“Don’t make yourselves and your country the laughing stock of the world, but keep political power where it ought to be – in the hands of men.

“Above all, let your MP know what you think, and tell him not to vote for this infamous injustice and topsy turvey proposal till he knows through the ballot box what his constituents wish about it.

“Play up and save your country. Save suffragist women from themselves, and other women from Suffragists.”


“… let the Suffragists know that you simply will not have petticoat governent for this old Country and world-wide Empire …”

Nus Ghani, who, in addition to being Wealden’s first female MP, was, in January, the first female Muslim minister to ever speak at the dispatch box. (She is Parliamentary Under-Seretary of State at the Department for Transport)

She remembers watching Betty Boothroyd, the first female Speaker of the House of Commons, and Margaret Thatcher, the first female Prime Minister, on TV and thinking what incredibly brave and confident women they were.

“So many women went before them to make that possible and we still need more women to come forward.”

Nus said the correspondence suffragists and suffragettes received was very similar to that she still received today, asking things such as who was taking care of her family.

She said: “It is amazing that 100 years on a few people still think like that.  Yet so much has changed. We have our second female prime minister, 30% of MPs are women and the Duchess of Sussex declares herself a feminist on the royal website.”

Nus said there was more to be done to advance the cause of women and she hoped to play her part. “I do get a lot of young women and students writing to me asking how to get involved in politics, how to campaign about what they are passionate about, and I hope maybe I can encourage the next generation of female leaders.”


Kathleen Morris, an early visitor to the Bridge Cottage exhibition who said knowledge of the history of suffrage led her to insist that her own children and grandchildren registered to vote.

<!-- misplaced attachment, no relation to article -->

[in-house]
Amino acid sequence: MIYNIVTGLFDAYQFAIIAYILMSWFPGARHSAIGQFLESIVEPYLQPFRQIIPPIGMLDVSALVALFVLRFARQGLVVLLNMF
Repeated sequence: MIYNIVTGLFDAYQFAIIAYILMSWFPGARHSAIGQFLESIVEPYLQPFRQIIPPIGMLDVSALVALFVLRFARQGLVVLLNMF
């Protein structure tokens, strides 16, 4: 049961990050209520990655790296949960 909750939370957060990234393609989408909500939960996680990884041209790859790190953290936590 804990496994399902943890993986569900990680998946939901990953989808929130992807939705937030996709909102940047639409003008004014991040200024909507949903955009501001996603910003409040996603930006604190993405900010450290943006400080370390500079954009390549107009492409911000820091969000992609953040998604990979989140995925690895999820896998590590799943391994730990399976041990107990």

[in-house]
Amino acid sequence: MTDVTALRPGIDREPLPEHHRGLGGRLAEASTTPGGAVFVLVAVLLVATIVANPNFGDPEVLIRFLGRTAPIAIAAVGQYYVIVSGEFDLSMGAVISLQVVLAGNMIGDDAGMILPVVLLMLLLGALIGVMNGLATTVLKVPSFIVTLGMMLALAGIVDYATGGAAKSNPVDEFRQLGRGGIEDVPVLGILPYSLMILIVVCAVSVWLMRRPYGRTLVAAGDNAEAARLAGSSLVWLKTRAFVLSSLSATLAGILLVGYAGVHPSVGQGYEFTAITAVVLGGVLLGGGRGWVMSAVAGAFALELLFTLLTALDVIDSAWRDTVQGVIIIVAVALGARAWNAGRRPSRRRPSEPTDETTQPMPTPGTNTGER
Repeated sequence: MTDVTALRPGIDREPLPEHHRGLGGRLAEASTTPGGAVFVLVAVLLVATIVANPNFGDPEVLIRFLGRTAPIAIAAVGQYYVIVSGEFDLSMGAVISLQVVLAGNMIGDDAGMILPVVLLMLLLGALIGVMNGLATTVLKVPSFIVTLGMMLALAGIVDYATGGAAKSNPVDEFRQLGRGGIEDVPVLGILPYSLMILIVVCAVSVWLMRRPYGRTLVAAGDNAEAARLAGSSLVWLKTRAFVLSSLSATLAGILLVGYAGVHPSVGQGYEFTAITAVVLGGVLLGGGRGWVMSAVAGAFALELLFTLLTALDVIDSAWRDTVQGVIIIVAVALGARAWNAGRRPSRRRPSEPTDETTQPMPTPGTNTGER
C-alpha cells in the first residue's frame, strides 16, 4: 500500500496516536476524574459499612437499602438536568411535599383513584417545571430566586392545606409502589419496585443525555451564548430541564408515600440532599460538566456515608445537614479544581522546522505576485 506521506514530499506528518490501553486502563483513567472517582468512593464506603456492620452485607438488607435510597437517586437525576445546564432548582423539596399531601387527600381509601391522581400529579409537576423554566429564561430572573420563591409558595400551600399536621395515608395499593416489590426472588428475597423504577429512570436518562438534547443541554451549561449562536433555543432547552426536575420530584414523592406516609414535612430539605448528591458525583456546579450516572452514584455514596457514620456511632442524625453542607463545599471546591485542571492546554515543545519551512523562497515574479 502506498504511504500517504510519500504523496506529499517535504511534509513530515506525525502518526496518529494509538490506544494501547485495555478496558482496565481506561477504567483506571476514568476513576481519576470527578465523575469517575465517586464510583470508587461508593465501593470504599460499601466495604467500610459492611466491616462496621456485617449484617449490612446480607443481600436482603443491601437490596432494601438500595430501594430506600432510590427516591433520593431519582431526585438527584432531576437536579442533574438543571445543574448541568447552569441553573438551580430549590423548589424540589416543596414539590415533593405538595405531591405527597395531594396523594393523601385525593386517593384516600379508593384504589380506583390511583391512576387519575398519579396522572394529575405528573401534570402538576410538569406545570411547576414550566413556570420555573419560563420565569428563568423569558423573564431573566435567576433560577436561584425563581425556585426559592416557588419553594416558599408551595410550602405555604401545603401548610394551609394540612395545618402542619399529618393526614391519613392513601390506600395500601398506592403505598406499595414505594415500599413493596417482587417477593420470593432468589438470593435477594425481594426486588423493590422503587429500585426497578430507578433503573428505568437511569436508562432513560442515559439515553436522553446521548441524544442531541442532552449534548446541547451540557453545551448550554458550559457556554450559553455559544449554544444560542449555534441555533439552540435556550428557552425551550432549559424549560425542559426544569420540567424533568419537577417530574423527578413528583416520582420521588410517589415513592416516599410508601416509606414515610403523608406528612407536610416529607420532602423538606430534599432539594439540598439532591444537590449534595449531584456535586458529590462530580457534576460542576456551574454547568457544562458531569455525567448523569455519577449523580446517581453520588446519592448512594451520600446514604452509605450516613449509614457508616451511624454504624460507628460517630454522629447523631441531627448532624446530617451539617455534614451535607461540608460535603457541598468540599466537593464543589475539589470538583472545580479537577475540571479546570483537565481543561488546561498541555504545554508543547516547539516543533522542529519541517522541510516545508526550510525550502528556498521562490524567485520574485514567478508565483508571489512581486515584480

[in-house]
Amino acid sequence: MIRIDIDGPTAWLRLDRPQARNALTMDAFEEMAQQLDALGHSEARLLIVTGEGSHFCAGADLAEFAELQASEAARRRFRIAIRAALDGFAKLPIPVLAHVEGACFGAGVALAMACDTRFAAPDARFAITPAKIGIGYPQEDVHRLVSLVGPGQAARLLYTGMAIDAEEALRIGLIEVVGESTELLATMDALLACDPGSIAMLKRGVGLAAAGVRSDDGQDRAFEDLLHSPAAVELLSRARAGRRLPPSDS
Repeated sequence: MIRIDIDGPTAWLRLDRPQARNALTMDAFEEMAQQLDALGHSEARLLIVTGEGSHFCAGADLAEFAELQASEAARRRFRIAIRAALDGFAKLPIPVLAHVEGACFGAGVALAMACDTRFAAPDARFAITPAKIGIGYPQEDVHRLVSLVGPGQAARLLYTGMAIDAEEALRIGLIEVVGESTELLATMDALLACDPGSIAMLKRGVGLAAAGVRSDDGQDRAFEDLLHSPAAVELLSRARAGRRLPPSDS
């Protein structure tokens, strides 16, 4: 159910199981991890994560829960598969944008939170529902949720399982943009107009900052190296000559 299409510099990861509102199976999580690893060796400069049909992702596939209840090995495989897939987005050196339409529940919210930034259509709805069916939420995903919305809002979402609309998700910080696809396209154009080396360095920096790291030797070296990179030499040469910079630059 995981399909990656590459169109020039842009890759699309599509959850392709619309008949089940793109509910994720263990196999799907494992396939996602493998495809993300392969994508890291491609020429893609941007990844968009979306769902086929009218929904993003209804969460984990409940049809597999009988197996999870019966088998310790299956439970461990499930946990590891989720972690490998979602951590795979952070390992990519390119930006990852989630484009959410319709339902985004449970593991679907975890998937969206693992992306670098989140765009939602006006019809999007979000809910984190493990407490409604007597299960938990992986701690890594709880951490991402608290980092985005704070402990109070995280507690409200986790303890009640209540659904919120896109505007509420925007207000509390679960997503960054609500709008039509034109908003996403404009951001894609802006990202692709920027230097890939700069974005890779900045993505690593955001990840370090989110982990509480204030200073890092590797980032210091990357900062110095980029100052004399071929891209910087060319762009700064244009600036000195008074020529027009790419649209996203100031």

An early visitor to the exhibition, which continues until Saturday, June 2, was 64-year-old Kathleen Morris who said that she became very aware of the Suffragists and Suffragettes when at school. “That really resonated with me. Women hadn’t had the vote all that long and I delved into it more.

“When my children were growing up, a son and a daughter, I insisted that they registered to vote, especially my daughter, and I have done the same with my granddaughters. After all these women lay down their lives to get the vote.”

Alongside the exhibition a variety of events are coming up at Bridge Cottage this week. They include:

While you are there look out for a board where visitors are encouraged to nominate an inspiring woman of Wealden to be added to a 100 wall. Those nominated will be brought together at a special event later this year.

Nicola Stewart said part of the exhibition at Bridge Cottage covers Girl Guiding in Uckfield and she had been told about one woman volunteer who had been involved with the organisation nearly all her life and ran camps. She would be an ideal candidate for nomination along with others who gave back to the community.

Nicola said that people might know stories about inspirational women in their own families and those women could be nominated too.


Do you know an inspiring woman? Add her name to the 100 wall at Bridge Cottage.

See also:

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Two new people join the Peter Oliver team